Dorfan was an American toy company based in Newark, New Jersey, specializing in O gauge and Wide gauge toy trains. It was founded in 1924 by Milton and Julius Forcheimer, two immigrants from Nuremberg, Germany, whose family was involved in the production of Fandor trains. A Fandor engineer, John C. Koerber, helped to get Dorfan started.
Dorfan was the first U.S. train manufacturer to use die casting in its manufacturing process. However, Dorfan's alloys suffered from impurities, which weakened the metal and caused the trains to disintegrate over time, an early victim of zinc pest. Dorfan replaced the damaged parts, but at great expense. Dorfan was also unique in its approach of encouraging its customers to take the trains apart and learn how they worked.
At its peak, Dorfan had about 150 employees, but the Great Depression wiped out the company. It ended production in 1934, although old inventory was sold at least until 1936.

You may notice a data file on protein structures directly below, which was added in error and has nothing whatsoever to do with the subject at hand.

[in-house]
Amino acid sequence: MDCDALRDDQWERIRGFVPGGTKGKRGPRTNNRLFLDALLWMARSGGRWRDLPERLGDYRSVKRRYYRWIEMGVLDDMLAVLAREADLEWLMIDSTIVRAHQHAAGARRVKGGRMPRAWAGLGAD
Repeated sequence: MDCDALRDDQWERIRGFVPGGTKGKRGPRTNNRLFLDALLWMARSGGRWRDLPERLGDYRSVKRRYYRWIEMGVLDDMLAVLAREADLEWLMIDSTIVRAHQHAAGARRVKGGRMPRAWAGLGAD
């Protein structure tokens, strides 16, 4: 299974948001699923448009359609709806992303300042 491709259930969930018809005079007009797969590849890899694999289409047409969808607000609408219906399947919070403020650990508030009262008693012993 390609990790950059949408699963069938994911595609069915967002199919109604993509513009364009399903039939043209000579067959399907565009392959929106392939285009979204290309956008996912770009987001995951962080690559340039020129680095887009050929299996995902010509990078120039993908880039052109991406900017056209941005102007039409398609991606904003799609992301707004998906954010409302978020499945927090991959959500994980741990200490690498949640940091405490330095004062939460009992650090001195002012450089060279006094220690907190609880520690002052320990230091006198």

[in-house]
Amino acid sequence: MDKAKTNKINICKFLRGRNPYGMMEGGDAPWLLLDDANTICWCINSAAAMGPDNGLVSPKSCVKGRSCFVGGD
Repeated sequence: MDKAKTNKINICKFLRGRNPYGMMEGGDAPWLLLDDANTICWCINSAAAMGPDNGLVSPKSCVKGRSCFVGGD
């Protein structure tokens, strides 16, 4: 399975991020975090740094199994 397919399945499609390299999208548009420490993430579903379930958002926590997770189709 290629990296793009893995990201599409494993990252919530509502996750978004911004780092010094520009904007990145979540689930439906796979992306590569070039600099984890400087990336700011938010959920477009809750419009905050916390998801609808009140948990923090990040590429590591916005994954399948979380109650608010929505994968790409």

Few Dorfan trains survive today, making them among the rarest and most valuable of toy trains.
Some of the Dorfan tooling was later used by Unique Art to make its tinplate trains in the early 1950s.
|1925 9,25"x5,25", 23 Seitenpages||1926 7,75"x7", 24 Seitenpages|
|1927 11"x8,5"||1927 dealer catalogue|
|1929 15"x10,5", 12 Seitenpages||1930
9"x6", 14 Seitenpages
FOR SALE ($100,- INCLUDING SEPERATE PRICELIST)
|19? 8,5"x10,5", 6 Seitenpages||1931 dealer
($111,- ebay 2013)